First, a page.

First Time Sex and First Year Students: What You Should Know

For some people, college may feel like the right time to start having sex.  In truth, many college students are not sexually active, so there should be no pressure to feel like you need to have sex if you aren’t ready.  After all, abstinence is the most effective way to prevent unintended pregnancy and sexually transmitted infections (STIs)! For those who are interested in becoming or staying sexually active, consider the following:

Practice safer sex!

Safer sex is all about reducing your risk of unintended pregnancy and STI transmission. Here are a few important ways that you can reduce your risk:

  1. Talk with your partner(s) about STIs, sexual health, and prevention before sexual activity. Having this conversation beforehand is especially important, as it can be difficult to do in the heat of the moment and will likely be less effective if you choose to talk about it afterwards.
  2. Use a latex condom or other barrier method to reduce STI transmission (in addition to a hormonal birth control to prevent unintended pregnancy) and use lubricant generously. Using a barrier method in addition to a hormonal method is referred to as a “dual method” of protection and will offer you the greatest protection possible. Lubricant is especially important from not only a pleasure standpoint, but also from a risk reduction standpoint as it reduces the likelihood of irritation, friction, and tearing of any skin or membranes.
  3. Get immunized to protect against certain STIs (including Hepatitis A, B and HPV). The HPV vaccine is now recommended for people regardless of their biological sex and can be given well into adulthood.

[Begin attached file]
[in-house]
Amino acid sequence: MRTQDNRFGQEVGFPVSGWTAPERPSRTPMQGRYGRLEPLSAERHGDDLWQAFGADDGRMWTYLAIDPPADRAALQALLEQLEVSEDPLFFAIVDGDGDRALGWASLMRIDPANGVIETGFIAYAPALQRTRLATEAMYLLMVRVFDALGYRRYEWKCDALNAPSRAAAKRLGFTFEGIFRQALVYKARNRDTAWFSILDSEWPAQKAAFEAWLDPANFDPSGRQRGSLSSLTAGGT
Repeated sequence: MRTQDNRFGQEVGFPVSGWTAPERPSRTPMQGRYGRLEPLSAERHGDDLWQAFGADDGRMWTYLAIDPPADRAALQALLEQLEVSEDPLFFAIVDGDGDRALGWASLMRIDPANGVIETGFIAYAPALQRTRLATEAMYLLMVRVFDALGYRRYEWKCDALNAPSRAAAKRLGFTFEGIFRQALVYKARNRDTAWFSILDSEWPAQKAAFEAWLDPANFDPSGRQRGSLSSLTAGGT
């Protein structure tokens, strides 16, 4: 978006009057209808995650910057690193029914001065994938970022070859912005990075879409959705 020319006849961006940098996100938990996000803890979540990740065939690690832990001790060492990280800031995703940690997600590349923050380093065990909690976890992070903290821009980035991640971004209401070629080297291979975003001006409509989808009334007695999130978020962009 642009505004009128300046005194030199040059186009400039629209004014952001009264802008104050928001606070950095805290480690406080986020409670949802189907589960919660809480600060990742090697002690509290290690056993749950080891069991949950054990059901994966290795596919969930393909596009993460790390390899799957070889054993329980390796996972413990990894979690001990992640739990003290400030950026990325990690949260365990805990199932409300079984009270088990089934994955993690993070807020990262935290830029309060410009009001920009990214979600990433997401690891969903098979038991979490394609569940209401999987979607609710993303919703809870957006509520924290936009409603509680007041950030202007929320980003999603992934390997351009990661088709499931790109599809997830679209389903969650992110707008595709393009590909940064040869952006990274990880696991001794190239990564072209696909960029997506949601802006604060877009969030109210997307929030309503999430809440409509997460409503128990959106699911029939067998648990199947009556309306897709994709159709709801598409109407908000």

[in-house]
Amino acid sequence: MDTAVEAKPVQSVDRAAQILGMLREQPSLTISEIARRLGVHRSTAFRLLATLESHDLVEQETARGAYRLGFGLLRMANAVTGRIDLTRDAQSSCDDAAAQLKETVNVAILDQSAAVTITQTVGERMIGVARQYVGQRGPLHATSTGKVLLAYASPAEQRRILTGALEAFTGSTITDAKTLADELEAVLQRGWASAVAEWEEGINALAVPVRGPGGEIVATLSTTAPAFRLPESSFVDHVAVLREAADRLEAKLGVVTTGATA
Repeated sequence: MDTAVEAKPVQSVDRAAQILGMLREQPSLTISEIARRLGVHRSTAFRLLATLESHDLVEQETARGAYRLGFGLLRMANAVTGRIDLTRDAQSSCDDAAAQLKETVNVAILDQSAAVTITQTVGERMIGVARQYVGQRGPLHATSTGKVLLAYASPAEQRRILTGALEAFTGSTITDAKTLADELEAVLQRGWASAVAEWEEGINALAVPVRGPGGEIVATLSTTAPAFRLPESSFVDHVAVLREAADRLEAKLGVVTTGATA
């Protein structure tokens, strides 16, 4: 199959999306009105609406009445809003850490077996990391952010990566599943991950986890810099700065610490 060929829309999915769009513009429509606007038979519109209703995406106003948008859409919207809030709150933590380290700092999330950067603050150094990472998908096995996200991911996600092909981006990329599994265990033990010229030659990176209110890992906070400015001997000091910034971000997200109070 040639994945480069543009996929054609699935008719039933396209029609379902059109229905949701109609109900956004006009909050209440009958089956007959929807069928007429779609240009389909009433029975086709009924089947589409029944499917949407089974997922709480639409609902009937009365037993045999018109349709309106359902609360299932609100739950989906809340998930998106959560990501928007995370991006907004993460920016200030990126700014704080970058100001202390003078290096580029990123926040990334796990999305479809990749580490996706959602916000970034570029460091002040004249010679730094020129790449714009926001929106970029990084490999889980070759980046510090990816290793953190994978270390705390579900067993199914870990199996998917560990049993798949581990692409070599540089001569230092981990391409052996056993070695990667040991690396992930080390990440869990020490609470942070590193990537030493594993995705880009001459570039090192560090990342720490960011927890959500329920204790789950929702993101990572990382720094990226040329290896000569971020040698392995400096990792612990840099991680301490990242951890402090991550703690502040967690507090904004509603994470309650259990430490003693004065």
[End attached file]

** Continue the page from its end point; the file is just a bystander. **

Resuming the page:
4. Know your partners’ HIV/STI status and limit your number of partners, especially anonymous ones. It is important to have the conversation before initiating sexual contact, and if possible, encourage your partner to get tested together. With an anonymous partner, it can become more difficult to know their sexual health and history, and contact them in the event of a positive STI test result.
  5. Avoid risky sex practices such as unprotected intercourse and sharing sex toys without a barrier method. These behaviors are considered the riskiest because they increase exposure to bodily fluids that may transmit disease, such as semen, blood, and vaginal secretions.
  6. Get regular HIV/STI testing, which means every three to six months if sexually active, between sexual partners, or if your current sexual partner(s) test positive for an STI.
  7. Don’t share needles if injecting drugs; be sure to use clean and sanitized equipment. There is a clear link between intravenous drug use and greater risk of blood-borne diseases, including HIV and Hepatitis C. Needles may also be contaminated when used for tattoos or body piercings, so the same guidance applies.
  8. Practice mutual monogamy or polyamory. To be clear, monogamy refers to having a relationship or sex with only one partner, while polyamory refers to involvement in multiple relationships or sexual contact with numerous people. Someone who is in a polyamorous relationship should still use all the guidance above to reduce their risk.

Know your resources on campus and in the community!

There are several great sexual health resources both on campus and in the community.  When it comes to getting an annual sexual health check-up or HPV vaccination, consider visiting the Wilce Student Health Center next to Thompson library.  If you are interested in purchasing up to 25 barrier methods (for $5.00 BuckID cash), check out the Condom Club.  For low-cost HIV/STI testing and treatment, visit Equitas Health or the Columbus Public Health sexual health clinic downtown.  These resources’ websites are listed below.



Student Health Services, Wilce Student Health Center

Student Wellness Center, Condom Club

Equitas Health, HIV/STI Testing Clinics

Columbus Public Health, Sexual Health Clinic